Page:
On 19 June 1847 Mr & Mrs Wells announced that they had moved their Berlin Repository & General Register Office here (from 4 Broad Street), and att the time of the 1851 census the haberdasher Edward Wells (58) and his wife Mary (53) lived upstairs at No. 141 with their two daughters, and a general servant. On 17 July 1858 Edward Wells announced that he had moved from here and was reopening that day at 107 High Street.

In 1861 this building was occupied by William Denyer, a saddler employing three men and two boys; in 1871 his widow Susannah was still here. No one lived over this shop in 1901 or 1911.

Former No. 142

The Horn family had a confectioner's shop here by 1836, and it survived until 1890. In 1851 Elizabeth Bolton, a widowed confectioner (who presumably looked after the business for the Horns) lived upstairs with her two children, a general servant, and a lodger.

On 9 October 1858 Charles Gee announced in Jackson's Oxford Journal that he supplied Edward Horn with his Oxford sausages, and they could be had cooked here at No.142 or delivered to any part of Oxford at short notice (presumably orders were sent in via the newly-introduced postal service)..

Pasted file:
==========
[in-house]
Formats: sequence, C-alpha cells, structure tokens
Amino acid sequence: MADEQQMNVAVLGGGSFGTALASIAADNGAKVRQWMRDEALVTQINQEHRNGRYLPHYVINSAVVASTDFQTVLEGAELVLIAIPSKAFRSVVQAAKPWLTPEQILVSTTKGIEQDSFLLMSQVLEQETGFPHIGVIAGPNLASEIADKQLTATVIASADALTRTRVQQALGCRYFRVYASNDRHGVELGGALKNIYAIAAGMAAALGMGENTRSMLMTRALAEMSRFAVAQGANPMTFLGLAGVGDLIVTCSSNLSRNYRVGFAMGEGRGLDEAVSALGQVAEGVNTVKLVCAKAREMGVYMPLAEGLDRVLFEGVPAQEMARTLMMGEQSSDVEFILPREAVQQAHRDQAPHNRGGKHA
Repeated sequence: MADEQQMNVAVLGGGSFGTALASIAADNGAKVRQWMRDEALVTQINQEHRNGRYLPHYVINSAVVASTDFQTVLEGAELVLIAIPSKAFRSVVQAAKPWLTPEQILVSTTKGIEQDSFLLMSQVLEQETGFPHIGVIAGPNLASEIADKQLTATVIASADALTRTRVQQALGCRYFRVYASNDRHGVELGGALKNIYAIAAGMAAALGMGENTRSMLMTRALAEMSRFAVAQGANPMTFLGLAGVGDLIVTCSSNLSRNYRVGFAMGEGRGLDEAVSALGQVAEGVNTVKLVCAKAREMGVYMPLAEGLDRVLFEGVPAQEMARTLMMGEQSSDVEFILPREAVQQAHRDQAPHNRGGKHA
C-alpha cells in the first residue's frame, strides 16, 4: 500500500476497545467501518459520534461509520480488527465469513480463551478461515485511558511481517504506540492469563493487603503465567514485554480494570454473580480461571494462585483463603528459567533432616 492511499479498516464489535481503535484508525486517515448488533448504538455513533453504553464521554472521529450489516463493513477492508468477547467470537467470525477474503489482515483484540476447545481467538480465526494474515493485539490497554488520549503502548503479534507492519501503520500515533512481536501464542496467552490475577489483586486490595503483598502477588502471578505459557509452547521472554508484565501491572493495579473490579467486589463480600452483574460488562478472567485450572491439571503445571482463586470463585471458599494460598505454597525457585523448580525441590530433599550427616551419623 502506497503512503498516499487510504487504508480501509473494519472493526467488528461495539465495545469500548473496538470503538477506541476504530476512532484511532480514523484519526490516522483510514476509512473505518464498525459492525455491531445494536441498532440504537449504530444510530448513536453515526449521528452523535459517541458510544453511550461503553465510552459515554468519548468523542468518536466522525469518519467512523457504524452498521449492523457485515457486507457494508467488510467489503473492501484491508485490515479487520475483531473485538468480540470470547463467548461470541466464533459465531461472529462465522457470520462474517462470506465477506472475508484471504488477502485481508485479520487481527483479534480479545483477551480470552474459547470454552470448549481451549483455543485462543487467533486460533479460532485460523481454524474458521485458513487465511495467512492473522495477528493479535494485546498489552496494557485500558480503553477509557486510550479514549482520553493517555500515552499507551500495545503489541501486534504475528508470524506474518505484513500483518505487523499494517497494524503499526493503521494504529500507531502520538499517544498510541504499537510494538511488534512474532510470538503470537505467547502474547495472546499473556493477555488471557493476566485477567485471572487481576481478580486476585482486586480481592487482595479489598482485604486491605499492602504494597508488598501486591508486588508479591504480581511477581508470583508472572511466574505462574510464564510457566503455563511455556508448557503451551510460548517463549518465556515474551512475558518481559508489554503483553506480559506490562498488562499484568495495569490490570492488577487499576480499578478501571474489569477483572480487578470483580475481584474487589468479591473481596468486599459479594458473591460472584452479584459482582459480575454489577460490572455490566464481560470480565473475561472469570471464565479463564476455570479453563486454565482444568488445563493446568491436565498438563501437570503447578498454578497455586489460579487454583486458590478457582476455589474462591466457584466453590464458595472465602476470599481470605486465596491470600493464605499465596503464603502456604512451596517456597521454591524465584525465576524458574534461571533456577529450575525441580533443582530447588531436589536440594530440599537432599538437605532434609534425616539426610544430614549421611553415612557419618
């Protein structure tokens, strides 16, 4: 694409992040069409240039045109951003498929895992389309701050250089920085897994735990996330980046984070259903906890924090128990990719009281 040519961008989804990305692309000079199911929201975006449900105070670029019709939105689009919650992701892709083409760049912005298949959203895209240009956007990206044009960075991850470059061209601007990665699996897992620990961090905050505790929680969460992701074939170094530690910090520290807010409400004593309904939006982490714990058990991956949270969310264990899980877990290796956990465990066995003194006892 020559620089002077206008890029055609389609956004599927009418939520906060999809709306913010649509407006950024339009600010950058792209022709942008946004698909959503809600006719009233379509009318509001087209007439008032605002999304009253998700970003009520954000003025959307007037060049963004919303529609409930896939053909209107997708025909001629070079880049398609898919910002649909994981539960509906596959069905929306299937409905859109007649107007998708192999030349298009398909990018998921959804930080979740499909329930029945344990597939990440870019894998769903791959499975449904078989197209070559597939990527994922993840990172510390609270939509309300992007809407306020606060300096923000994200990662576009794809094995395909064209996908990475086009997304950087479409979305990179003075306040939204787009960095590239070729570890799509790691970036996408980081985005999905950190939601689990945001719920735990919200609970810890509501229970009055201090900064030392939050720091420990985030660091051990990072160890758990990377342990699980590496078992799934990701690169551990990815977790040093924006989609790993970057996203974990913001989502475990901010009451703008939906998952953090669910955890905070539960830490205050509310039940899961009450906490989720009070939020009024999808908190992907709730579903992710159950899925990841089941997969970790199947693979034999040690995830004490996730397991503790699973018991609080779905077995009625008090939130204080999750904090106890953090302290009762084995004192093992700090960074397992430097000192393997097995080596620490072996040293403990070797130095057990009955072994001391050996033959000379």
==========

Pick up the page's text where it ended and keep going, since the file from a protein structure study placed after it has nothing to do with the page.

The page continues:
At the time of the 1861 census Edward Horn, a confectioner employing two boys, lived over the shop, and he was still here in 1871 and 1881.

In 1901 when the premises were occupied by two offices (Morrell's brewery and the University Typewriting Office, Joseph J. Giles (32), who was an engine & machine fitter in a brewery, lived here with his wife Bertha. No one lived over the office in 1911.

Former No. 143 (Carfax House)

In Jackson's Oxford Journal of 10 May 1845 Castle & Sweetman announced that on the following Wednesday they would be opening a “linen drapery, hosiery, &c.” here at Carfax House, having taken over the business of Mr Morison. They boasted that they obtained their stock from the best London and Manchester markets, and offered “an entire new stock of drapery goods, shawls, dresses, hosiery, gloves, lace, ribbons, flowers, stays, &c. &c.”